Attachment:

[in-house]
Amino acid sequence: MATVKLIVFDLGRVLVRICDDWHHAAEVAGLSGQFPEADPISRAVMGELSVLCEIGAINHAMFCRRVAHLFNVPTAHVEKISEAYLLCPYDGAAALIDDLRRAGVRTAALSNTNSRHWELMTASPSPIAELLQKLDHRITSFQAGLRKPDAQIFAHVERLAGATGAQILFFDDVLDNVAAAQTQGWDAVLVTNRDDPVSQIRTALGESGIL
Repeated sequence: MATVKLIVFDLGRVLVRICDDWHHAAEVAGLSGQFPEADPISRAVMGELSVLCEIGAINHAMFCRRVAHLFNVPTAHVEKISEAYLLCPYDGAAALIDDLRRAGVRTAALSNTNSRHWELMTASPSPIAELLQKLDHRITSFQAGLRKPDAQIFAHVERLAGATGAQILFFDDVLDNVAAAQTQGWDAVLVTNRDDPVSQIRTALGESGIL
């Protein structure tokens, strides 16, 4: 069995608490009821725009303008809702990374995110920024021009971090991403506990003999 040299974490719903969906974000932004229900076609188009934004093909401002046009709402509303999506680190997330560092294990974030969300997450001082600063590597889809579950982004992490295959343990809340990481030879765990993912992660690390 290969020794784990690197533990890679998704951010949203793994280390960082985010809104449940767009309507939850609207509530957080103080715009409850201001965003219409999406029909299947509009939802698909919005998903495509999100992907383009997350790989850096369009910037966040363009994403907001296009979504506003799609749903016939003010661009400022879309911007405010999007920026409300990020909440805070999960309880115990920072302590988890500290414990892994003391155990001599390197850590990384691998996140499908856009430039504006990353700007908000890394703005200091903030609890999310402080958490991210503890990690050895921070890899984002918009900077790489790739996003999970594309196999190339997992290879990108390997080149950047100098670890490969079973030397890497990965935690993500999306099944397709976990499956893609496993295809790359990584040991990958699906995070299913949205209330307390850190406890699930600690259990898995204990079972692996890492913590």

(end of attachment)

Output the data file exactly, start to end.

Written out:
[in-house]
Amino acid sequence: MATVKLIVFDLGRVLVRICDDWHHAAEVAGLSGQFPEADPISRAVMGELSVLCEIGAINHAMFCRRVAHLFNVPTAHVEKISEAYLLCPYDGAAALIDDLRRAGVRTAALSNTNSRHWELMTASPSPIAELLQKLDHRITSFQAGLRKPDAQIFAHVERLAGATGAQILFFDDVLDNVAAAQTQGWDAVLVTNRDDPVSQIRTALGESGIL
Repeated sequence: MATVKLIVFDLGRVLVRICDDWHHAAEVAGLSGQFPEADPISRAVMGELSVLCEIGAINHAMFCRRVAHLFNVPTAHVEKISEAYLLCPYDGAAALIDDLRRAGVRTAALSNTNSRHWELMTASPSPIAELLQKLDHRITSFQAGLRKPDAQIFAHVERLAGATGAQILFFDDVLDNVAAAQTQGWDAVLVTNRDDPVSQIRTALGESGIL
């Protein structure tokens, strides 16, 4: 069995608490009821725009303008809702990374995110920024021009971090991403506990003999 040299974490719903969906974000932004229900076609188009934004093909401002046009709402509303999506680190997330560092294990974030969300997450001082600063590597889809579950982004992490295959343990809340990481030879765990993912992660690390 290969020794784990690197533990890679998704951010949203793994280390960082985010809104449940767009309507939850609207509530957080103080715009409850201001965003219409999406029909299947509009939802698909919005998903495509999100992907383009997350790989850096369009910037966040363009994403907001296009979504506003799609749903016939003010661009400022879309911007405010999007920026409300990020909440805070999960309880115990920072302590988890500290414990892994003391155990001599390197850590990384691998996140499908856009430039504006990353700007908000890394703005200091903030609890999310402080958490991210503890990690050895921070890899984002918009900077790489790739996003999970594309196999190339997992290879990108390997080149950047100098670890490969079973030397890497990965935690993500999306099944397709976990499956893609496993295809790359990584040991990958699906995070299913949205209330307390850190406890699930600690259990898995204990079972692996890492913590």